At the Temple of Heaven, imperial building styles show symmetry and clean lines.
Always thinking like a cultural anthropologist, I immediately wondered if there must be some cultural preference for this kind of planting. Vague notions of “feng shui” came to mind, something about harmony and order. I had noted the perfect symmetry and clean lines of many of the imperial buildings we visited in Beijing, such as the Temple of Heaven. They were surrounded by parks and gardens characterized by these same too-perfect plantings. I remembered feeling oppressed in such places, even as I admired their beauty, because of that carefully constructed perfection. I was also creeped out by the lack of wildlife and insects, other than magpies and a couple of other bird species that I saw again and again.

The symmetry and clean lines continue into the plantings of the Temple of Heaven park.
A bit of research suggests that my assumptions about culture were both right and wrong. Traditional Chinese gardens were, yes, very composed, but in such a way as to fill the human eye with a mixed portrait of trees, flowers, water, rocks, and buildings. Each vista was intended to provide a diverse offering of human-nature interactions brought into harmony and accord. Interaction with the West in the 19th century and beyond brought a new fashion: green grass, neat plantings of trees and flowers, and long views of lawn. It turns out those oppressive parks I saw represent a Western aesthetic taken to a Chinese extreme.
The Purple Bamboo park in Beijing, showing the traditional Chinese garden style.
I think the monoculture tree plantings represent a syncretism: the ancient Chinese love for composing nature for human pleasure, combined with a Western love for taming nature for human control, combined with a contemporary Chinese belief in planning nature through science and technology for human benefit. The scale of Chinese planning is breathtaking. The cities in North China are running out of water, so the Chinese government is rerouting some of the Southern rivers and piping water up to the North. The desert is growing, so the Chinese government is planting acres and acres of eucalyptus trees in hopes of containing it. Beijing has a lot of smog in part because there isn't enough wind to blow it out, so the Chinese government is building tall forests that will reroute the wind to and through Beijing.

I see a lot of Dad's point of view in the way that China is managing nature today. I hear echoes of my father saying, "All the big problems in the world today are engineering problems." But there is something deep within me that rejects the idea that nature can limitlessly serve humans and be addressed primarily through engineering, and I can't help but feel that China's failing reforestation efforts prove me right.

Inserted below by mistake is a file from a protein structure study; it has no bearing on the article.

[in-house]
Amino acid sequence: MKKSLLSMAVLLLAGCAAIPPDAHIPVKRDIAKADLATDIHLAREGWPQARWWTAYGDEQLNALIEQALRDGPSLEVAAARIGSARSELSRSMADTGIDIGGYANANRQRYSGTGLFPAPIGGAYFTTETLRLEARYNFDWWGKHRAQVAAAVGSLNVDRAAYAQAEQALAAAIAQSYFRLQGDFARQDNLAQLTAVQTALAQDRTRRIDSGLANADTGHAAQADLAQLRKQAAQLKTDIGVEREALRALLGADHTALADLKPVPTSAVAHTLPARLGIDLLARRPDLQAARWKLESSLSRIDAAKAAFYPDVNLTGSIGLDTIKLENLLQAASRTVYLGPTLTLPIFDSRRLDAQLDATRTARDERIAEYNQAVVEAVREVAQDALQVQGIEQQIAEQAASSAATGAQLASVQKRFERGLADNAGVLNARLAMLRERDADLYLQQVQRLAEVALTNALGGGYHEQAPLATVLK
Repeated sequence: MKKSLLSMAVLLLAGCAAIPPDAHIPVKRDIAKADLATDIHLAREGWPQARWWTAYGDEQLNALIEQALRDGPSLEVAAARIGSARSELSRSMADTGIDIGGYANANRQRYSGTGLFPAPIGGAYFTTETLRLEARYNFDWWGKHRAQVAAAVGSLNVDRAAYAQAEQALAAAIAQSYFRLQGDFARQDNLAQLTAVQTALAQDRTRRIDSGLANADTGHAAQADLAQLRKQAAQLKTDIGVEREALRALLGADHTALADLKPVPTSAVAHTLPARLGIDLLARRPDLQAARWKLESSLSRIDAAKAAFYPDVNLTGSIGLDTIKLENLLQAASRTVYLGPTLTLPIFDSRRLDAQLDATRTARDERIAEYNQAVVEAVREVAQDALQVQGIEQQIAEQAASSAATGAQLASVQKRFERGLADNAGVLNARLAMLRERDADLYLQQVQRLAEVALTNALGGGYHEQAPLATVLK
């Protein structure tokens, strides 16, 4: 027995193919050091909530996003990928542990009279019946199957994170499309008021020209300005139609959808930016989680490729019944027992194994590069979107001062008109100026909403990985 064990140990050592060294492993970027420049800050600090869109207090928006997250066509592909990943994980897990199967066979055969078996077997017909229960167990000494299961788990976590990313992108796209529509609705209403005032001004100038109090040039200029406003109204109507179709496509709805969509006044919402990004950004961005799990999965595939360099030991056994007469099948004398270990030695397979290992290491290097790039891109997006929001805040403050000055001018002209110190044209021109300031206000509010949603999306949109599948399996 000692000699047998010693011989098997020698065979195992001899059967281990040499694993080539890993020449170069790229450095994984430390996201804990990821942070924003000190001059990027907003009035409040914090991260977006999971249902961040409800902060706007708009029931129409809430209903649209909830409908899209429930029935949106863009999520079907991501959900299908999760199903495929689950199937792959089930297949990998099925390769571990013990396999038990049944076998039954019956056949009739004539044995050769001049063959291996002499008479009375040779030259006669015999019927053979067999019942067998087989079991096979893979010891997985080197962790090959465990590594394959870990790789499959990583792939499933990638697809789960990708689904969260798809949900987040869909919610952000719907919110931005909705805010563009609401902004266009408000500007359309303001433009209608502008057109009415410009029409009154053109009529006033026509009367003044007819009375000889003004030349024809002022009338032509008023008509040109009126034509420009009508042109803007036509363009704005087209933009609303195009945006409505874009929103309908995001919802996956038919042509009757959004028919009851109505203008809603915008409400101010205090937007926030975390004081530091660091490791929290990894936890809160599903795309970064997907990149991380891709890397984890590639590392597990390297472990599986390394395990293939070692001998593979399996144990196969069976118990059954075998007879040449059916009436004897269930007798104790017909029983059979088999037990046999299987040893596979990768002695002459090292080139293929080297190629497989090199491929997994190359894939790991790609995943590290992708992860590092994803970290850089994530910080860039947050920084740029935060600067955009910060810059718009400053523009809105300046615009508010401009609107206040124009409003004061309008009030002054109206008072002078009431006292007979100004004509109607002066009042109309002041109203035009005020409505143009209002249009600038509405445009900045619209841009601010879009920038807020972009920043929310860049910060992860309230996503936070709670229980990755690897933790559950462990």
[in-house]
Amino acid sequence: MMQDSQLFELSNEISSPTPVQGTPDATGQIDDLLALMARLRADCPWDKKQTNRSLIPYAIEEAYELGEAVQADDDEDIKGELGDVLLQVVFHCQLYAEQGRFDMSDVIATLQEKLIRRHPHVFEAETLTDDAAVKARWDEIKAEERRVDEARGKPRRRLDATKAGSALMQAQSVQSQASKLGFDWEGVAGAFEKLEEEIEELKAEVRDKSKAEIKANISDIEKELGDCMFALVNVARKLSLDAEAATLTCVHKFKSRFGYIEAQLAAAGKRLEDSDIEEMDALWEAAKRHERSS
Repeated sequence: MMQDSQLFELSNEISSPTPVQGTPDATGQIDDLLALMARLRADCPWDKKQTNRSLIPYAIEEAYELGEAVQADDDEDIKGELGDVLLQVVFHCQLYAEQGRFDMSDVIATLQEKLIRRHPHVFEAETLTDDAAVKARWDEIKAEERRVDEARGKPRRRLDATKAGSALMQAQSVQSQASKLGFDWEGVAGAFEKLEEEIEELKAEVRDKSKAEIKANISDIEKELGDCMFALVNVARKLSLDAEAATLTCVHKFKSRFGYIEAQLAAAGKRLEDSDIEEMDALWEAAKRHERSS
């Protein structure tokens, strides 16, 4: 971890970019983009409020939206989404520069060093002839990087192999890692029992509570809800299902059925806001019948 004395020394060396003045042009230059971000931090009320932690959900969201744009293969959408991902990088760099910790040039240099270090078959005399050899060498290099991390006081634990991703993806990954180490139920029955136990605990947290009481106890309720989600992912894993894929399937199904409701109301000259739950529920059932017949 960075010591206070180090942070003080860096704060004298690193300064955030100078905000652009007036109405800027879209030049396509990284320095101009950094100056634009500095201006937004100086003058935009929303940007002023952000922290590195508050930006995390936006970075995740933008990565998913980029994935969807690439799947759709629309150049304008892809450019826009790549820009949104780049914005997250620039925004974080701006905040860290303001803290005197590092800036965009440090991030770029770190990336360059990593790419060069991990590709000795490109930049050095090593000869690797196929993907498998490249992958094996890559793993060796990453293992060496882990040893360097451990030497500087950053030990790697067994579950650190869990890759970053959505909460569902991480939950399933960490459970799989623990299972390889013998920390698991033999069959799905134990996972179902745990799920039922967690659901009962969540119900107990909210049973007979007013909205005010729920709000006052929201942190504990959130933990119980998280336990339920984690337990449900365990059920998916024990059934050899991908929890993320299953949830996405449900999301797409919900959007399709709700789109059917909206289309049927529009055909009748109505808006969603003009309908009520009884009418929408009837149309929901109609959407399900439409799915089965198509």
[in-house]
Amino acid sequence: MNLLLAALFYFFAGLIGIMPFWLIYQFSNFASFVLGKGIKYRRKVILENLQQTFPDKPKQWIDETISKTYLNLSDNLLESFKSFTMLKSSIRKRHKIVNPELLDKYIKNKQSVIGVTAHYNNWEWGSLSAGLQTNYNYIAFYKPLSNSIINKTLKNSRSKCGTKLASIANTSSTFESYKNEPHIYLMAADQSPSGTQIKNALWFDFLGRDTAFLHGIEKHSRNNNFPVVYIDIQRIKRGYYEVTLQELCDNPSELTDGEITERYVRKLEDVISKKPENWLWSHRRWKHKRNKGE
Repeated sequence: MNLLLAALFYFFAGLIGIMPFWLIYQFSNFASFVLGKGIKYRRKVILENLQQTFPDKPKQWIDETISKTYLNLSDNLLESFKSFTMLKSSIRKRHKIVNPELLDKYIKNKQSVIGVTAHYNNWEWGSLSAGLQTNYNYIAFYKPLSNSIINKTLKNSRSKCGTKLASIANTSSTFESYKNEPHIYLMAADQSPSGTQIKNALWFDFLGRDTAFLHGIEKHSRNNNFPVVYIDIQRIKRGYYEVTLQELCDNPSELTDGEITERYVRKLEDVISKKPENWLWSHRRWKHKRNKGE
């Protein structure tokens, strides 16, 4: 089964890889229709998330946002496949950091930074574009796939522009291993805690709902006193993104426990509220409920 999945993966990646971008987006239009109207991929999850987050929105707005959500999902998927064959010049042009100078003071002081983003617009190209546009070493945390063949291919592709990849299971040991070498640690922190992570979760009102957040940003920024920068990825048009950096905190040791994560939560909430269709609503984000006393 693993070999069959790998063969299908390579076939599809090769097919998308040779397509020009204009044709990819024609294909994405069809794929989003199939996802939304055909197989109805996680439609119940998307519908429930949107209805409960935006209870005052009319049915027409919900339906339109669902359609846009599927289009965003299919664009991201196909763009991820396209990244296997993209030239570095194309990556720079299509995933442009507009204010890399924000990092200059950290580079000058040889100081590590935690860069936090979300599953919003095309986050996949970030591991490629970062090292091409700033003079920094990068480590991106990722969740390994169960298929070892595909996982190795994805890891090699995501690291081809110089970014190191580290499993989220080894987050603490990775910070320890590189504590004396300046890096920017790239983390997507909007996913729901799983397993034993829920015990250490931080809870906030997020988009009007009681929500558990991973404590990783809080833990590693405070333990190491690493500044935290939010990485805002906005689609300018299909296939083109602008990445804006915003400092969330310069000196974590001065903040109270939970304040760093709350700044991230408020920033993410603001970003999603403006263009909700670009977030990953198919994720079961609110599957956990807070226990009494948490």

Thursday, July 6, 2017

Driving My Dad, Part 1

In the last several years of his life, my father and I loved to go on car rides together. I would drive while he would point out landmarks: a creek where people used to be baptized, the location of one of the peach sheds that marked Arkansas’s long ago past as a major peach producer, a hillside thick with cedar trees indicating the presence of limestone. He knew so much about the history and the topography of southwest Arkansas, and I always learned a lot.

These car rides harkened back to many such car rides with him when I was a little girl. I loved to ride in the car, snooze on and off, and stare out the window and daydream as he told me long and (to my child’s mind) boring stories about his work life or a civil engineer’s view on the merits of asphalt versus concrete roadways. (I’ll never forget one car ride adventure, when I was around eight or nine years old. We stopped at a gas station, and I asked if I could have some money to buy some candy. “Sure,” he said and gave me a dollar. A week or so later he asked, “Where’s that dollar you owe me?” A child of the Depression for sure!)

In later years, there was something that frustrated him more and more on our rides together. He would see a brushy fencerow, or a stand of scraggly trees along the side of the road, or a weedy pasture, and shake his head in disgust. “Who would let that go to waste like that? I hate to see it!” he would complain fiercely. “I just don't know why a person or a government would allow that to happen.” That would lead into a discussion, again a civil engineer’s view of the world: rivers are meant to produce power, fields are meant to nurture crops or feed animals or grow pine trees for the local paper mills, and roadsides are meant to look neat and clean and tidy, showcasing good management of shared public property.